Two industry experts highlight the need to include public works professionals in infrastructure legislation and how the APWA is helping advance the industry.
American Infrastructure: We recently came up on a year since the pandemic began. In hindsight, describe the feeling among public works professionals during that time, and how has that changed today?
Mary Joyce Ivers: I am the Deputy Public Works Director in the city of Ventura and I am also honored to be the American Public Works Association National President this year. It’s great to talk to you today about promoting public works. We think it’s exciting and we all have a passion for it. We’re all first responders and essential workers, but in the public works realm, we are first responders because we respond to disasters no matter if it’s water, storms, wildfires, etc. That we’ve been through and we’re there to do what we need to do to deliver services.
With COVID, we immediately instigated our emergency operations center to help keep all our employees safe, as well as our community. It was really critical to get the PPE equipment all out to everybody and change the way we delivered our services, with masks and social distancing and safety protocols. We needed to put them in place so that we could work outside in the field, in the community. As you know, we still needed to pick up the trash, we still needed to deliver water and sewer services, and maintain equipment. When I say we, I am talking about Ventura, as well as, across the nation with our 30,000 members and all our communities that public works is involved in.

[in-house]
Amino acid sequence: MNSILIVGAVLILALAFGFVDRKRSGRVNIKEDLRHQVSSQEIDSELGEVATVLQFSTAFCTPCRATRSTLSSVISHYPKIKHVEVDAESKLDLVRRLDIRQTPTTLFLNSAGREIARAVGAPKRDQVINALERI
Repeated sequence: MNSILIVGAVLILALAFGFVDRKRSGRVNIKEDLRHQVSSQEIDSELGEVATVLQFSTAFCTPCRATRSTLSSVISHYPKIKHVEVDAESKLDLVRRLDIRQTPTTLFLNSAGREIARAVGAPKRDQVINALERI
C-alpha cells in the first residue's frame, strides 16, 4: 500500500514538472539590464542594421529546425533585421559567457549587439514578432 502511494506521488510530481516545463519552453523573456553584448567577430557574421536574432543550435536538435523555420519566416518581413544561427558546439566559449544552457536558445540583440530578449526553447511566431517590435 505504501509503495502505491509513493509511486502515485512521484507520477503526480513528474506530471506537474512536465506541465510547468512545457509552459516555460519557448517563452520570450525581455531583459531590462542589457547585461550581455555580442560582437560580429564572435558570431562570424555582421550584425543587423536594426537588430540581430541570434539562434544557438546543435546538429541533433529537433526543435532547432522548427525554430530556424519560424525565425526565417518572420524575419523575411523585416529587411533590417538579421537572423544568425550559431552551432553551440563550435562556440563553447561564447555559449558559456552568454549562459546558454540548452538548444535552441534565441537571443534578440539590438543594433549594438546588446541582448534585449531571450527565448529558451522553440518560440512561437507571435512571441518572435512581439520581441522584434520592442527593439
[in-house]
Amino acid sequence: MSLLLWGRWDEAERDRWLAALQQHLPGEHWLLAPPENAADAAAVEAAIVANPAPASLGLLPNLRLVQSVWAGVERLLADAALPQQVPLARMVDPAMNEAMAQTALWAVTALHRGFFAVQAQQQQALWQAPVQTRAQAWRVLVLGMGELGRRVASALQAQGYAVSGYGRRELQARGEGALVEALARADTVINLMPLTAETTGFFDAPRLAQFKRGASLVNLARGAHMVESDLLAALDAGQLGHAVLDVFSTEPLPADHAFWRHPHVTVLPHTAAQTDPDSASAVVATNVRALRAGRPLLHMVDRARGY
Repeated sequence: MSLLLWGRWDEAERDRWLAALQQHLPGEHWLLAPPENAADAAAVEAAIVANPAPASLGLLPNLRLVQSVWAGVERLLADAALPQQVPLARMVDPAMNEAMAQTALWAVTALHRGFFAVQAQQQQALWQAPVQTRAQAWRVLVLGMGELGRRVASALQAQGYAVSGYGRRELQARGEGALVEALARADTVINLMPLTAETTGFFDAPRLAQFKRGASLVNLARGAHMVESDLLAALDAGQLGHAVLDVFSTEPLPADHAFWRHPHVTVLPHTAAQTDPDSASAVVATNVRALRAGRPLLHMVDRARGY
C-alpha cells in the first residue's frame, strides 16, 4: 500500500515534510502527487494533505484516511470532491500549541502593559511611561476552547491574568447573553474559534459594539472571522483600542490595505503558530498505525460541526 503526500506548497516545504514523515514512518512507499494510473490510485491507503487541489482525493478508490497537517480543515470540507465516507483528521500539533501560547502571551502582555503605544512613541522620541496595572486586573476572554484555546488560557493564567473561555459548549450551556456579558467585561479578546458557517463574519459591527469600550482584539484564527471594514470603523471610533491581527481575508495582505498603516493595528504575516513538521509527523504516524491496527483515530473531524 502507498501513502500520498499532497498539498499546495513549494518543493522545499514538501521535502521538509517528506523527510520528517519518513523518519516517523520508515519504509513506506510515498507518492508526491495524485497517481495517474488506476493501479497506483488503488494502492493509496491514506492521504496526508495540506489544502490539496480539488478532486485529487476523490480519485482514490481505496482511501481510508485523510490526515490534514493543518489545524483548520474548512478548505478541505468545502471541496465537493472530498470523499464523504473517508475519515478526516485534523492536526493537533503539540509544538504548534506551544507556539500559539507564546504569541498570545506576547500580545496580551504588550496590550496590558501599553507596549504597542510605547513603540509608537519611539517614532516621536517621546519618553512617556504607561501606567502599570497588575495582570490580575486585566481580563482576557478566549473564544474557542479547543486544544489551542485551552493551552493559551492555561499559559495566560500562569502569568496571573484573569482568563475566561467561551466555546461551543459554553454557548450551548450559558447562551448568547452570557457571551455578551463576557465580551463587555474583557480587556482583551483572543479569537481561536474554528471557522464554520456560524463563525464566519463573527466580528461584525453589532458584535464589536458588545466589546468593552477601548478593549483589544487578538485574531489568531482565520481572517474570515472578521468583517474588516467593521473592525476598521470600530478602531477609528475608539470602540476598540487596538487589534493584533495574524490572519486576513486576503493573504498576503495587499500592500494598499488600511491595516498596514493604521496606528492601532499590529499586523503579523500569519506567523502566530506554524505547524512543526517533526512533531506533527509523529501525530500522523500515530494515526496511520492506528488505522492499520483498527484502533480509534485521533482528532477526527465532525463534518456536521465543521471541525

Also, with people working remote from home, we had to adjust how that worked. Where we still had people working in facilities, we had to put in all those safety protocols, which I’m sure you had to do with your separation of working together, and our janitorial and sanitizing cleaning services got adjusted. I could go on and on, but I think now our employees are ready for any task delivered to them. We are always ready and willing to adjust and do what’s needed.
Scott Grayson: There’s not a lot that I would add that’s first hand experience and knowledge, but as I speak with public works directors around the United States and Canada, they said the same thing. We’re used to being responsive to problems and situations that we may not have ever seen and all of us in every industry as leaders have had to respond to situations that we had never seen.
What we’ve learned though is that public works really creates a sense of normalcy. That’s what we are hearing over and over. When the world is in chaos, either from a public health standpoint or civil unrest around the United States and world, public works is the entity that keeps it all moving. We’ve heard that over and over.